> as well as several measures of health.
> Even the very lowest levels of radiation are harmful to life,
> scientists have concluded in the Cambridge Philosophical Society's
> journal Biological Reviews. Reporting the results of a wide-ranging
> analysis of 46 peer-reviewed studies published over the past 40 years,
> researchers from the University of South Carolina and the University
> of Paris-Sud found that variation in low-level, natural background
> radiation was found to have small, but highly statistically
> significant, negative effects on DNA as well as several measures of
> he review is a meta-analysis of studies of locations around the globe
> that have very high natural background radiation as a result of the
> minerals in the ground there, including Ramsar, Iran, Mombasa, Kenya,
> Lodeve, France, and Yangjiang, China. These, and a few other
> geographic locations with natural background radiation that greatly
> exceeds normal amounts, have long drawn scientists intent on
> understanding the effects of radiation on life. Individual studies by
> themselves, however, have often only shown small effects on small
> populations from which conclusive statistical conclusions were
> difficult to draw.
> "When you're looking at such small effect sizes, the size of the
> population you need to study is huge," said co-author Timothy
> Mousseau, a biologist in the College of Arts and Sciences at the
> University of South Carolina. "Pooling across multiple studies, in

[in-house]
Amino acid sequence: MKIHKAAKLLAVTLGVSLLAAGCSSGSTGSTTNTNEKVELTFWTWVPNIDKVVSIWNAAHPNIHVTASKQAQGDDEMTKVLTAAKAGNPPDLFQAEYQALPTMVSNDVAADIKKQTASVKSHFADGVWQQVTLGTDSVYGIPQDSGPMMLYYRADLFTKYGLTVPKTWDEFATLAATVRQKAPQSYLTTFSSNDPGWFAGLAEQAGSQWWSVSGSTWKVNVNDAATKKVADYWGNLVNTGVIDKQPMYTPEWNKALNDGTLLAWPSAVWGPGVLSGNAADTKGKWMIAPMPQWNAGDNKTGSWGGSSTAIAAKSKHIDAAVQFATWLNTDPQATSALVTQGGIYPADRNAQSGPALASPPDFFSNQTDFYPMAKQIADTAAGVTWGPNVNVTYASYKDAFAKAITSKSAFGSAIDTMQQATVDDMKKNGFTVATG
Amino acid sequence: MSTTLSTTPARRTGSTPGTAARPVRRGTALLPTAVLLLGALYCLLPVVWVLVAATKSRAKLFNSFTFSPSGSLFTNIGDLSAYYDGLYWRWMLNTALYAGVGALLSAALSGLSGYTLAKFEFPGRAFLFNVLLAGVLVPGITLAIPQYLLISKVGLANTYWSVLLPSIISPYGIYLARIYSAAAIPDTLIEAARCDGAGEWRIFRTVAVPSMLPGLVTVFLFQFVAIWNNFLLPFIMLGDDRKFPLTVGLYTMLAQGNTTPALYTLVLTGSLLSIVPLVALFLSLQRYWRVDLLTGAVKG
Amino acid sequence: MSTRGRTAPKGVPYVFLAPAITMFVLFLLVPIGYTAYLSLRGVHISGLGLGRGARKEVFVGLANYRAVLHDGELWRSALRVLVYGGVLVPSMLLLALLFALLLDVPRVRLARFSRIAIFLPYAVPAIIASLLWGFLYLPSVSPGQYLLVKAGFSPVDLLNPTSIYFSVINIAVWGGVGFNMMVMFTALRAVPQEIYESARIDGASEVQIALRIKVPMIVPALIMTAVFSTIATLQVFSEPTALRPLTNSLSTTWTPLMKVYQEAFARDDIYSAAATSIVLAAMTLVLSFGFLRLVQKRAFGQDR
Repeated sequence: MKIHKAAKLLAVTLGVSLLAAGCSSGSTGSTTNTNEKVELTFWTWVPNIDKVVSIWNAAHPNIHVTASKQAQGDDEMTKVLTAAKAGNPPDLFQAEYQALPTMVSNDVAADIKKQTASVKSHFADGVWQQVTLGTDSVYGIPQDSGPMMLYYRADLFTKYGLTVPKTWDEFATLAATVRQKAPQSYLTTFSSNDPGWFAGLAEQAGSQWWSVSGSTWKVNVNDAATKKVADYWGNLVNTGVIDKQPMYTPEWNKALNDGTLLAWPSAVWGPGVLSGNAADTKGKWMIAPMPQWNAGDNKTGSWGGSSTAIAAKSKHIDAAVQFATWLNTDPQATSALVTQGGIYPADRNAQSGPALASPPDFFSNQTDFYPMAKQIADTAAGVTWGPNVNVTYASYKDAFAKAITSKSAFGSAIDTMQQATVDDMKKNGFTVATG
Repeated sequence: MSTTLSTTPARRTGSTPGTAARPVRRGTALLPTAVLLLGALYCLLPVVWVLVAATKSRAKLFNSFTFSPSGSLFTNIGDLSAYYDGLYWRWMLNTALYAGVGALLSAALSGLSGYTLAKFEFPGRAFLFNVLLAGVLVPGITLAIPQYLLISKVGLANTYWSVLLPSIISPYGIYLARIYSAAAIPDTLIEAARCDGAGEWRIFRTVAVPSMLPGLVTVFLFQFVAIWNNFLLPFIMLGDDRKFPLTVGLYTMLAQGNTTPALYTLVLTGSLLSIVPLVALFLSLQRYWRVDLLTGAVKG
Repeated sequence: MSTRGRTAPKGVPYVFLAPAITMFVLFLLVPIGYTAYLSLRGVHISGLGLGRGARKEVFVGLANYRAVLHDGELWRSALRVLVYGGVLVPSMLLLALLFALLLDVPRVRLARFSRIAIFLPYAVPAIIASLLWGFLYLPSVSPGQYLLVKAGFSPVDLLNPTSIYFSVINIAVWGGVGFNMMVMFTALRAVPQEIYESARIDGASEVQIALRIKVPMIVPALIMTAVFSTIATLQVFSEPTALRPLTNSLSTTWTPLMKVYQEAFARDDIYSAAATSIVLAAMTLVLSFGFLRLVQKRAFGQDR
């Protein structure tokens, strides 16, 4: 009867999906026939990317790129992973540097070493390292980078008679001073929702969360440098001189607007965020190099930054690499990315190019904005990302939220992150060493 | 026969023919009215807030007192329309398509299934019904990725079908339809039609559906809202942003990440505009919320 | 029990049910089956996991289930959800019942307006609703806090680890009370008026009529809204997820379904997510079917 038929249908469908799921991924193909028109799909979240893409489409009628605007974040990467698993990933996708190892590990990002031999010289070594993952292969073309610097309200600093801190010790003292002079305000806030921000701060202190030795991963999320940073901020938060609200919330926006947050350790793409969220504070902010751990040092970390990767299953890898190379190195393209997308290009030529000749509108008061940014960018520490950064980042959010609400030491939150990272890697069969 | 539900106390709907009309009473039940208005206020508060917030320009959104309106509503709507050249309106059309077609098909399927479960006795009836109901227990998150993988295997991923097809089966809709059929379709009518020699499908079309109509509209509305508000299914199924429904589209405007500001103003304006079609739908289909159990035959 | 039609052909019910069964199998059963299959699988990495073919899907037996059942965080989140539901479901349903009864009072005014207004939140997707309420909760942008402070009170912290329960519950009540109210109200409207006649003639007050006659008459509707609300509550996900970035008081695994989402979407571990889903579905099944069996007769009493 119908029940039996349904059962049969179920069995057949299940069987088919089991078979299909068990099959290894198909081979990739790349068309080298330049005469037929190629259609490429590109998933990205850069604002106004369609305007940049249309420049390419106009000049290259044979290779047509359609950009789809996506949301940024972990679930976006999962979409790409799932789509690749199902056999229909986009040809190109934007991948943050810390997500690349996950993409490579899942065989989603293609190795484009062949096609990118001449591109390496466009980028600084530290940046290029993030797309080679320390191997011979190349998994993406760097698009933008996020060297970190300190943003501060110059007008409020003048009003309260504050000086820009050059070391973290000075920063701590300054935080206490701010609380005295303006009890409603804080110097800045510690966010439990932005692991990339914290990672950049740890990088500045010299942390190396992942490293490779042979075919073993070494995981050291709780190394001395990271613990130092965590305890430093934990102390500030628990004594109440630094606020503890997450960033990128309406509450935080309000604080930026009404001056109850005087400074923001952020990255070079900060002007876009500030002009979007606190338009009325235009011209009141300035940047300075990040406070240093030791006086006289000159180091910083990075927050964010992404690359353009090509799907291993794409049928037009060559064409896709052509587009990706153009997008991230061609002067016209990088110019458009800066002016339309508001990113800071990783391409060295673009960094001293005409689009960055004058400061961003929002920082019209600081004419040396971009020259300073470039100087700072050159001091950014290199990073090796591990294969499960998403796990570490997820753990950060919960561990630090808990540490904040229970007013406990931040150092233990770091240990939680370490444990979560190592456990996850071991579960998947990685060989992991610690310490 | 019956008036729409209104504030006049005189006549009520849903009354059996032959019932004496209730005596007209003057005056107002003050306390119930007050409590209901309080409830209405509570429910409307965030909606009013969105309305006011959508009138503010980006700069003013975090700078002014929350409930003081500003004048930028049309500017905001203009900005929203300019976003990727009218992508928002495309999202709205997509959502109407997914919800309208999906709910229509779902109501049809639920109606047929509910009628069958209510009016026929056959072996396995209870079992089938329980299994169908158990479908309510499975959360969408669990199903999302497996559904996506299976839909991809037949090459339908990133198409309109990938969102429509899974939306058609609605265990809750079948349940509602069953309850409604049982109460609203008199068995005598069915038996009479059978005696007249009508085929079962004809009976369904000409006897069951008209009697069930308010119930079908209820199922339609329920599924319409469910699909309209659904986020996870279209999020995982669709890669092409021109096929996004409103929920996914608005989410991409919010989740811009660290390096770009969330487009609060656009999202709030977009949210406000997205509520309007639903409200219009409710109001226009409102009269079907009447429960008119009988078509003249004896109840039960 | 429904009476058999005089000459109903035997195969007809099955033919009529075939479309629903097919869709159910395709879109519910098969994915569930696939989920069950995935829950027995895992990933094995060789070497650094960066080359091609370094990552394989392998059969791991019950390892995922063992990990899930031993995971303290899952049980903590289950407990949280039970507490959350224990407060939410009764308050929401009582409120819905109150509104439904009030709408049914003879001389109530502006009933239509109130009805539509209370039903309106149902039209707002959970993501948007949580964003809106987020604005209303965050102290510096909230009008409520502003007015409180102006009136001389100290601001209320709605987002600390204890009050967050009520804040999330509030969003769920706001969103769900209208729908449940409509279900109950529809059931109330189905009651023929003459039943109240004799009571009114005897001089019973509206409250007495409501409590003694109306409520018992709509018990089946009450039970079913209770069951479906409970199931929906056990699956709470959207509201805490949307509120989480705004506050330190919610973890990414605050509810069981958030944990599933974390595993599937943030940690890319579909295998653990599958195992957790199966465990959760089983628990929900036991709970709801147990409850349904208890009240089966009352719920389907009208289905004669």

> multiple areas, and in a rigorous statistical manner provides a tool
> to really get at these questions about low-level radiation."
> Mousseau and co-author Anders Møller of the University of Paris-Sud
> combed the scientific literature, examining more than 5,000 papers
> involving natural background radiation that were narrowed to 46 for
> quantitative comparison. The selected studies all examined both a
> control group and a more highly irradiated population and quantified
> the size of the radiation levels for each. Each paper also reported
> test statistics that allowed direct comparison between the studies.
> The organisms studied included plants and animals, but had a large
> preponderance of human subjects. Each study examined one or more
> possible effects of radiation, such as DNA damage measured in the lab,
> prevalence of a disease such as Down's Syndrome, or the sex ratio
> produced in offspring. For each effect, a statistical algorithm was
> used to generate a single value, the effect size, which could be